Debora Kana Hau, Tanda Panjaitan, Jacob Nulik, Dahlanuddin and Elske van de Fliert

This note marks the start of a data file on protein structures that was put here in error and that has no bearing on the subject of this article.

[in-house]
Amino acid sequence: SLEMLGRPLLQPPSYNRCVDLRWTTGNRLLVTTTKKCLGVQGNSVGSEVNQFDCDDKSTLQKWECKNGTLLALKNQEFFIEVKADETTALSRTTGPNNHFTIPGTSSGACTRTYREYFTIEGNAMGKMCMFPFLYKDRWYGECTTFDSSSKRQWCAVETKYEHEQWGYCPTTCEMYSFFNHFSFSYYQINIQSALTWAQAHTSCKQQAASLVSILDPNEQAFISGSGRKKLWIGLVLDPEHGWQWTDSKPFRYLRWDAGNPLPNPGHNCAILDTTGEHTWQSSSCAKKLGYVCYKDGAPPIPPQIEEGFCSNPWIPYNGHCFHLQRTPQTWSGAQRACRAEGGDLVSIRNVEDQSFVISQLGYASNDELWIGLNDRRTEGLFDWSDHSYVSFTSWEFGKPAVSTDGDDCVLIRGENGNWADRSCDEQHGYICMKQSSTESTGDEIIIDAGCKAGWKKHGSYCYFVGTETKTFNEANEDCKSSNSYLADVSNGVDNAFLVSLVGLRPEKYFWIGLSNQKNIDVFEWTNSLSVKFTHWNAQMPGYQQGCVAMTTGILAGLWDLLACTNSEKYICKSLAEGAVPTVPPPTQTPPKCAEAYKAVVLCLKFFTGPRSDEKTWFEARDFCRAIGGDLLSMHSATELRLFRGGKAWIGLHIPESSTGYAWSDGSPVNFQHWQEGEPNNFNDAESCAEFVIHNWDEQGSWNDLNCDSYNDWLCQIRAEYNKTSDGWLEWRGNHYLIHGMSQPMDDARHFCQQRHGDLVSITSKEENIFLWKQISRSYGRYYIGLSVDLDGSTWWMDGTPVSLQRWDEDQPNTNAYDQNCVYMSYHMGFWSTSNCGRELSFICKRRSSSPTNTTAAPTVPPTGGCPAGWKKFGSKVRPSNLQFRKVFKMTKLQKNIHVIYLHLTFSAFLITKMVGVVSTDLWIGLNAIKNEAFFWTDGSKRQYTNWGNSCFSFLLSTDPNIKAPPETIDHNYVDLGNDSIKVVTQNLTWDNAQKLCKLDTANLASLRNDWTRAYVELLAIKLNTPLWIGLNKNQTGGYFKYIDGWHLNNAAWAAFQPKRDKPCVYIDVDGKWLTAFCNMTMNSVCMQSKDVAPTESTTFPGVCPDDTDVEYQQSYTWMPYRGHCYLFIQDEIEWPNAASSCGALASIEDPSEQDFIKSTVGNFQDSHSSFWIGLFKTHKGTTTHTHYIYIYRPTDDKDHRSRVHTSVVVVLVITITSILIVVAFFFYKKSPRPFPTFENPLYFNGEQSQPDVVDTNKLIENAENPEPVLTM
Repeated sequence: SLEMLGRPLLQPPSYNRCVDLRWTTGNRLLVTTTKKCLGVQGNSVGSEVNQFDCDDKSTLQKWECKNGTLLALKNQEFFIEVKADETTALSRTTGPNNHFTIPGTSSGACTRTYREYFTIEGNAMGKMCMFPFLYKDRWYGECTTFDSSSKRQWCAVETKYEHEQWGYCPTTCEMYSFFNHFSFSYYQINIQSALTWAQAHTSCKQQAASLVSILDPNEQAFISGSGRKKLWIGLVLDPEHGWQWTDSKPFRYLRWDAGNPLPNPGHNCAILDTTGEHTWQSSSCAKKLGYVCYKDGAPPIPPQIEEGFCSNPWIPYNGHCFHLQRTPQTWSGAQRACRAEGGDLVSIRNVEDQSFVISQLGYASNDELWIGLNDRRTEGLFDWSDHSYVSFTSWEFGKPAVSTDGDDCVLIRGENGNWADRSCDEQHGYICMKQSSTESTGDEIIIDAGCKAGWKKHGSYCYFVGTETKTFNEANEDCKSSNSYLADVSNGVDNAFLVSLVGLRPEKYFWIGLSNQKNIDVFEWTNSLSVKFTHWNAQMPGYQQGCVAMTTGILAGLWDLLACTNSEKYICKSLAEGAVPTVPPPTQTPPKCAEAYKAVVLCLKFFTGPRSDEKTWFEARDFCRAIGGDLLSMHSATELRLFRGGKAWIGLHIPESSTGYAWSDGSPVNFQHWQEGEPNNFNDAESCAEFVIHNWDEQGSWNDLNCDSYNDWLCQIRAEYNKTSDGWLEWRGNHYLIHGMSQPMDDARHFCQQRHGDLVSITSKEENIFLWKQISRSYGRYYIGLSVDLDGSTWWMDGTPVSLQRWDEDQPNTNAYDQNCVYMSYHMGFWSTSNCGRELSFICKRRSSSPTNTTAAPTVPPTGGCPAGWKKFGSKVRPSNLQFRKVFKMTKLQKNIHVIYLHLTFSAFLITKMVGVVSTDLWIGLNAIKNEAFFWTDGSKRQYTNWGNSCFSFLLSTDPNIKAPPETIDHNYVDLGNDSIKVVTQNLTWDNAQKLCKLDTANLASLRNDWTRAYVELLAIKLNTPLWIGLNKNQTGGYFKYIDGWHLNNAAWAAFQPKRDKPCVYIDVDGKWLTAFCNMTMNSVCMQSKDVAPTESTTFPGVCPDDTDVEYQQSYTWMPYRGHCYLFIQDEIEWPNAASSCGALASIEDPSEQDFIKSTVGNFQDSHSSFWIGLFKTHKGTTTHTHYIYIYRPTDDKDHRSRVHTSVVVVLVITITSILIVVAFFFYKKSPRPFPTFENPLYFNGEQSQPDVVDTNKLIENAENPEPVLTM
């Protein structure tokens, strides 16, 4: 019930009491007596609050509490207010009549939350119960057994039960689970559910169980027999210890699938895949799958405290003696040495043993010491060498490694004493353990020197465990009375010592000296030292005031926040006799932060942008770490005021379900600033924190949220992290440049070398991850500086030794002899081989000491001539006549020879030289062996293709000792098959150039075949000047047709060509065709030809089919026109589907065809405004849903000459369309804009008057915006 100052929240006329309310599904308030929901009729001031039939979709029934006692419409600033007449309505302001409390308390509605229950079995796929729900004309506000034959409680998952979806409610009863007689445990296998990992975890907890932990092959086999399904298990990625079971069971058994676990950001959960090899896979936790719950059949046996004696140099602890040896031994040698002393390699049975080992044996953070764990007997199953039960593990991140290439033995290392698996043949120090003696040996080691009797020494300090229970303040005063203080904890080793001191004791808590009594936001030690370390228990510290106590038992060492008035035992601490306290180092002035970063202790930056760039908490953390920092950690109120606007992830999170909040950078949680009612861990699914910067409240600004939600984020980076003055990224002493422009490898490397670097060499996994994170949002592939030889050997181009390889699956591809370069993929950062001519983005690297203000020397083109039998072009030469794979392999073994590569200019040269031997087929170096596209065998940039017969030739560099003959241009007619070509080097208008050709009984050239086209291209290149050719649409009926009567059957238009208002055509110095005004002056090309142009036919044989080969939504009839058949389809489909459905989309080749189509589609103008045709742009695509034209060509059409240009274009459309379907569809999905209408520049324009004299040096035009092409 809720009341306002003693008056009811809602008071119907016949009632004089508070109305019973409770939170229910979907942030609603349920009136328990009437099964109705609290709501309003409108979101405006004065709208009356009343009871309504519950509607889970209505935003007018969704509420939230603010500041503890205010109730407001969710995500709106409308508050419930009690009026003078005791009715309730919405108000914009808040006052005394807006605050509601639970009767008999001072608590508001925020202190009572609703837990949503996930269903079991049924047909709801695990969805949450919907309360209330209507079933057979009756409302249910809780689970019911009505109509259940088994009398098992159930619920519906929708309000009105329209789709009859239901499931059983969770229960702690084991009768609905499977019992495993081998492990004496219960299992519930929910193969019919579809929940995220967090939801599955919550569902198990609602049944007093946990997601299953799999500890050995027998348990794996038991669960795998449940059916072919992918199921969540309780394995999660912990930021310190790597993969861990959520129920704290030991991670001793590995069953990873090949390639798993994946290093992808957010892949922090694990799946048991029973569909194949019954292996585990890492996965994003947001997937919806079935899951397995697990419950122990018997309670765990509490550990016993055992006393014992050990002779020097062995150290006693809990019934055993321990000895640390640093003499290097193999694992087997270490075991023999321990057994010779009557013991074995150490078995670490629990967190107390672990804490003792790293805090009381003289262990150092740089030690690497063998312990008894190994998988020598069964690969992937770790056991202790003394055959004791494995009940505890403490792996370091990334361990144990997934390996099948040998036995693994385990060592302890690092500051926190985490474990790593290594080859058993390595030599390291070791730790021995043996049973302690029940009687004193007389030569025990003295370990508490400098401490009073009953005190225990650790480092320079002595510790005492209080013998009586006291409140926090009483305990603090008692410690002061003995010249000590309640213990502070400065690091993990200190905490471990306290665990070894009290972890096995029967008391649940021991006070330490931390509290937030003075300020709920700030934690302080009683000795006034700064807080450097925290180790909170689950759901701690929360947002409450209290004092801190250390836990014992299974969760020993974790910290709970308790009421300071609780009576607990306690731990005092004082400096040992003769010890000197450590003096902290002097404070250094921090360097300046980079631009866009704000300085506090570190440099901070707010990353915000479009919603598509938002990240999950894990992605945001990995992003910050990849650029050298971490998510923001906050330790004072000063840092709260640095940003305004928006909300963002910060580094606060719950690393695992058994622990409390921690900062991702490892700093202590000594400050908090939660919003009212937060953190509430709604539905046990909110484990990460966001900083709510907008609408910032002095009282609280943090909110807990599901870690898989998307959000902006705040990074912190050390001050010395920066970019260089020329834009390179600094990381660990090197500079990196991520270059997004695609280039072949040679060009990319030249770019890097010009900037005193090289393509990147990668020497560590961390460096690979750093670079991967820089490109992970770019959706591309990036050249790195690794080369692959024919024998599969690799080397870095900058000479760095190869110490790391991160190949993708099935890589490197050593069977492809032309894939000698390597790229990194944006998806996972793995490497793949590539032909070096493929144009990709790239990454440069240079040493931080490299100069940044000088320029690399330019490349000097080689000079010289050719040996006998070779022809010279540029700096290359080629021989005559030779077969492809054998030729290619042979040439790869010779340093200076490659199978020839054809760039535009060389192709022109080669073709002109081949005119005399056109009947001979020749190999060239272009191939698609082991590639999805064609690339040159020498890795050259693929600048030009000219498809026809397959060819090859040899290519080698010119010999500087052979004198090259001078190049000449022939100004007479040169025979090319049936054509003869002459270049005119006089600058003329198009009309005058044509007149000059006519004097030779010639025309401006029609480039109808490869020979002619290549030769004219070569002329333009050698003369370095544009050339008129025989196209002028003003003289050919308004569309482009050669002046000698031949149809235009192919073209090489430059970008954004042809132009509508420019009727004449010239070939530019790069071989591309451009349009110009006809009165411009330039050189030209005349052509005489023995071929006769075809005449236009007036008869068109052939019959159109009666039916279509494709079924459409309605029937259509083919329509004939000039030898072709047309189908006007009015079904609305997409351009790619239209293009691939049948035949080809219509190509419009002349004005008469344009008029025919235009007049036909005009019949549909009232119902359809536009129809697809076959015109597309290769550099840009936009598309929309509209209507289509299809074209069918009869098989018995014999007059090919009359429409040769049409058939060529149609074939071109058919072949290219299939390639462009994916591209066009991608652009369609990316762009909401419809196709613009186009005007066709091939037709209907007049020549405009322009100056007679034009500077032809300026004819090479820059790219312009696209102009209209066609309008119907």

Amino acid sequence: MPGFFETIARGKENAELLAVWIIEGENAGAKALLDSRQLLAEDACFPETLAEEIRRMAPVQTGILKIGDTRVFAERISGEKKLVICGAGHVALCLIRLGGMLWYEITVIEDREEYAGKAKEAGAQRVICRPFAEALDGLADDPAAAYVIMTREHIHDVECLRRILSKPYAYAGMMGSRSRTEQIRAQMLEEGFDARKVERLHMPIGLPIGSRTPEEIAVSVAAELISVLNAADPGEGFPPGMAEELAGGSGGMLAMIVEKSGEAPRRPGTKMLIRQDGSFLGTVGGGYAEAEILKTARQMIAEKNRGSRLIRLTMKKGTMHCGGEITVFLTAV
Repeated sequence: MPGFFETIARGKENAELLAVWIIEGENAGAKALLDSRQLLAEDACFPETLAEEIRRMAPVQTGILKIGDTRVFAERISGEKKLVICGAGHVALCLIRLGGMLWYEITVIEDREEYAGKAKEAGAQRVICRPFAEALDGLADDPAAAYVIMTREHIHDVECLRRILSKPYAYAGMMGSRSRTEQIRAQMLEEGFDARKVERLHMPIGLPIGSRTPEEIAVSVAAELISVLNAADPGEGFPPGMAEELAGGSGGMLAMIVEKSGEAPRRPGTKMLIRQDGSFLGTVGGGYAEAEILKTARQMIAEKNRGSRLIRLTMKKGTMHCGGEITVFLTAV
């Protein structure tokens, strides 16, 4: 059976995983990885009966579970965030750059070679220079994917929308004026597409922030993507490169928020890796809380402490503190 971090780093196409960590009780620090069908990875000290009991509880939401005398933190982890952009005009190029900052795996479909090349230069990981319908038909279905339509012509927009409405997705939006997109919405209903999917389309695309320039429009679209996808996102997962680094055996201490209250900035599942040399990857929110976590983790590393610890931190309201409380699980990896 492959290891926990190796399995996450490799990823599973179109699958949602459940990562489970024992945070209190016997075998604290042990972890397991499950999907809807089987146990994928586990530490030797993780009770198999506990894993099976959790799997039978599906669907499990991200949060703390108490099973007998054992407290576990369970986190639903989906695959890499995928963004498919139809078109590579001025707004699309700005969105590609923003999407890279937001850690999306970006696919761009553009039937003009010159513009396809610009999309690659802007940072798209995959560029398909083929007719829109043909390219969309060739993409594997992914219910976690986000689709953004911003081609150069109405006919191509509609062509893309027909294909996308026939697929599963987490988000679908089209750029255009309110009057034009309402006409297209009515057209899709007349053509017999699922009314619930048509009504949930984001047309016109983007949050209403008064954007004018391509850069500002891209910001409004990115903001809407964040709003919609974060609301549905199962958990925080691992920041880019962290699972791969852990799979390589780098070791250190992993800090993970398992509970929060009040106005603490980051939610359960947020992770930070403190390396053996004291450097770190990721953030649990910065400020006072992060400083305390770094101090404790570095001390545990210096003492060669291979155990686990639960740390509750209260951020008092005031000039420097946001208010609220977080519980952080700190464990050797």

Forage tree legumes (FTL) have existed in the Eastern Indonesian landscape since colonial traders introduced several species in the late 1800s. A specific effort was made to establish leucaena (Leucaena leucoephala) and sesbania (Sesbania grandiflora) for use as forage for cattle fattening at Amarasi in East Nusa Tenggara Province and Central Lombok in West Nusa Tenggara, in the 1970s (Yuksel et al. 1999; Dahlanuddin et al. 2005). Its spread within these provinces as potential forage to intensify cattle fattening systems, however, has been slow if not stagnant. In preparation for intensified efforts to encourage farmers in East and West Nusa Tenggara to grow and use FTLs for cattle fattening, we asked the question why successful FTL feeding practices by some communities had not spread widely to adjacent areas within the provinces. A situation analysis study was conducted in 2011-12 in East and West Nusa Tenggara Provinces aimed at identifying the barriers and opportunities for FTL use in smallholder cattle fattening systems. This paper describes the methodology of this study, its main findings and the implications for follow-up expansion of FTL innovations.